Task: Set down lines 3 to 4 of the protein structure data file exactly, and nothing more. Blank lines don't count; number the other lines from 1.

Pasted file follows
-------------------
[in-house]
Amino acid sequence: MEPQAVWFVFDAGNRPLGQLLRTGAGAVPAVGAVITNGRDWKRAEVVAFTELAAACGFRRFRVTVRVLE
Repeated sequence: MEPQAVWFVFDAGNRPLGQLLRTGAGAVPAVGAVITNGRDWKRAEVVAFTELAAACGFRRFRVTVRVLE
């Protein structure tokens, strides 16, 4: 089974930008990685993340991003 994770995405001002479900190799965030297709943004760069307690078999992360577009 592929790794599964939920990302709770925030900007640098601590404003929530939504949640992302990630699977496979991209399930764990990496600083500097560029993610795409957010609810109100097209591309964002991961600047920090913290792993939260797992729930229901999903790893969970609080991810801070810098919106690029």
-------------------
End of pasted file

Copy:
Repeated sequence: MEPQAVWFVFDAGNRPLGQLLRTGAGAVPAVGAVITNGRDWKRAEVVAFTELAAACGFRRFRVTVRVLE
């Protein structure tokens, strides 16, 4: 089974930008990685993340991003 994770995405001002479900190799965030297709943004760069307690078999992360577009 592929790794599964939920990302709770925030900007640098601590404003929530939504949640992302990630699977496979991209399930764990990496600083500097560029993610795409957010609810109100097209591309964002991961600047920090913290792993939260797992729930229901999903790893969970609080991810801070810098919106690029």